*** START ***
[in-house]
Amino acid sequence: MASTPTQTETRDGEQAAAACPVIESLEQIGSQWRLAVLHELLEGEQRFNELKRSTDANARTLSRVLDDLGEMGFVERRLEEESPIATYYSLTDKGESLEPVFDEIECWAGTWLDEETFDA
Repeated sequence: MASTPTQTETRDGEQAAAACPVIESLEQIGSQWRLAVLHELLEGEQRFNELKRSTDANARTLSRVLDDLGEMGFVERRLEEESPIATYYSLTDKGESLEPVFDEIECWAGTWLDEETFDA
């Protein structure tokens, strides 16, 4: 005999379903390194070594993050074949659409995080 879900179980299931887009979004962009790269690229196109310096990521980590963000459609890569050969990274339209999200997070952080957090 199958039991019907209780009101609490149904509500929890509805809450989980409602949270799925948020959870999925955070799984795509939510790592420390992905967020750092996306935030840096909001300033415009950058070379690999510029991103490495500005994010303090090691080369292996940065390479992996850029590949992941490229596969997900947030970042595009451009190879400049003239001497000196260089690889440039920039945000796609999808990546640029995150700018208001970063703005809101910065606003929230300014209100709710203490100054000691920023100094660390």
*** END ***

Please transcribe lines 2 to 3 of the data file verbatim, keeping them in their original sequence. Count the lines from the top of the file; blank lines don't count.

Amino acid sequence: MASTPTQTETRDGEQAAAACPVIESLEQIGSQWRLAVLHELLEGEQRFNELKRSTDANARTLSRVLDDLGEMGFVERRLEEESPIATYYSLTDKGESLEPVFDEIECWAGTWLDEETFDA
Repeated sequence: MASTPTQTETRDGEQAAAACPVIESLEQIGSQWRLAVLHELLEGEQRFNELKRSTDANARTLSRVLDDLGEMGFVERRLEEESPIATYYSLTDKGESLEPVFDEIECWAGTWLDEETFDA